I keep seeing people post pictures of “real womens’ bodies” and glorifying in that.
I’m all for feeling good about one’s body, but only if you have good reason. There’s no escaping the fact that there are also a bunch of fat people who haven’t looked after themselves in there. Maybe feeling bad is a very sensible feedback mechanism to encourage health?
Or should we have a montage of drug ravaged people, too, and celebrate their strength and tenacity? Because this is what real people look like, too.
We certainly do glorify a certain body type, and yes childbirth is a shocker, yes modern lifestyles make it difficult, but you know what else people on magazines have in common? They’re eat healthily, exercise, and certainly appear less likely to smoke and drink.
Most recent re-posting which triggered this little burst: The Militant Baker: EXPOSE: SHEDDING LIGHT ON COLLECTIVE BEAUTY.
UPDATE 26 Aug 2015 (after some facebook chatter):
This fad for saying that “everyone’s amazing just the way they are” is killing people.
Worldwide obesity has more than doubled since 1980. In 2014, more than 1.9 billion adults, 18 years and older, were overweight. Of these over 600 million were obese. 39% of adults aged 18 years and over were overweight in 2014, and 13% were obese. Most of the world’s population live in countries where overweight and obesity kills more people than underweight. 42 million children under the age of 5 were overweight or obese in 2013. Childhood obesity is associated with a higher chance of obesity, premature death and disability in adulthood.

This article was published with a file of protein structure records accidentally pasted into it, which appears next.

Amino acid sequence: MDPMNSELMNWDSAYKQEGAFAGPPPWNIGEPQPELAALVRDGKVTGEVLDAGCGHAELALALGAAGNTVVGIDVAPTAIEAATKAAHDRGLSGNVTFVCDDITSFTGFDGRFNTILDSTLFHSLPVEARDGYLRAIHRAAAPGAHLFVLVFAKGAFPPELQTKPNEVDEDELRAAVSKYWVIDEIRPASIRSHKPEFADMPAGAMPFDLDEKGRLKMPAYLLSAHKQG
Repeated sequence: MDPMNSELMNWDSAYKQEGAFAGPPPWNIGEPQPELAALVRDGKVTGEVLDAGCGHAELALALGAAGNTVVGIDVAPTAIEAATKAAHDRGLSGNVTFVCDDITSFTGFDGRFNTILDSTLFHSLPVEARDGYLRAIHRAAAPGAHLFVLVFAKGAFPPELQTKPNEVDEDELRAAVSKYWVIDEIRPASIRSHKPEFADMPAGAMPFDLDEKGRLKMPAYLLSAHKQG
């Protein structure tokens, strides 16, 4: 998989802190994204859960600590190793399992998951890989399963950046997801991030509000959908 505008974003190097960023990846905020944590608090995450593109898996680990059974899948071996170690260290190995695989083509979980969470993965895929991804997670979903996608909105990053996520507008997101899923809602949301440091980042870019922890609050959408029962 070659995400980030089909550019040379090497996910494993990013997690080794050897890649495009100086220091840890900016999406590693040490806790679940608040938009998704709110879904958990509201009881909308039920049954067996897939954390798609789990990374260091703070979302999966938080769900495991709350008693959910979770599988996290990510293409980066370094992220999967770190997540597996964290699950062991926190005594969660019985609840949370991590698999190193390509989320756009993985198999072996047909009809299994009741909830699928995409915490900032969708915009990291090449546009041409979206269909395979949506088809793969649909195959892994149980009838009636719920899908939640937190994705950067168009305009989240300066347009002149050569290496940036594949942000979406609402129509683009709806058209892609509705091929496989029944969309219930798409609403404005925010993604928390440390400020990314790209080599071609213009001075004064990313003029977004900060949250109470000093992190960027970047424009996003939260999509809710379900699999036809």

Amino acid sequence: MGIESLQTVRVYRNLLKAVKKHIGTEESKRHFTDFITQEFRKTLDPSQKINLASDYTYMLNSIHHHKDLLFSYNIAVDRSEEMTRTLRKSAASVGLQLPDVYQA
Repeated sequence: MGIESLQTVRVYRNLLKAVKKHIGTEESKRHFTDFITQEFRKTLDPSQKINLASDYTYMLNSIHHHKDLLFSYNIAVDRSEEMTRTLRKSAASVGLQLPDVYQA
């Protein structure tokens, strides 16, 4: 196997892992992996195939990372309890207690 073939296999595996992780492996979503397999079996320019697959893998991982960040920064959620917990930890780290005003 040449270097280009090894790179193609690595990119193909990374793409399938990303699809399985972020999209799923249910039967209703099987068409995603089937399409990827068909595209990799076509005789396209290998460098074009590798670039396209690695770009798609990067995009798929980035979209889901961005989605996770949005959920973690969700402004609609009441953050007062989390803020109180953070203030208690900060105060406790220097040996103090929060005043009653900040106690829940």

Obesity is preventable.
What are common health consequences of overweight and obesity?
- cardiovascular diseases (mainly heart disease and stroke), which were the leading cause of death in 2012;
- musculoskeletal disorders (especially osteoarthritis – a highly disabling degenerative disease of the joints);
- some cancers (endometrial, breast, and colon).
This is what people SHOULD (yes, should) do:
- limit energy intake from total fats and sugars;
- increase consumption of fruit and vegetables, as well as legumes, whole grains and nuts;
- engage in regular physical activity (60 minutes a day for children and 150 minutes per week for adults).
And a way to break people out of this non-judgemental cultural meme is to tell it like it is: being fat is unhealthy, probably going to make your death premature and miserable, you’re consuming more than your fair share of resources whilst your alive, and keeping you alive is a selfish drain on limited health resources. Don’t take Diet Coke break, take a break from the Diet Coke and go for a walk.
Source for stats: http://www.who.int/mediacentre/factsheets/fs311/en/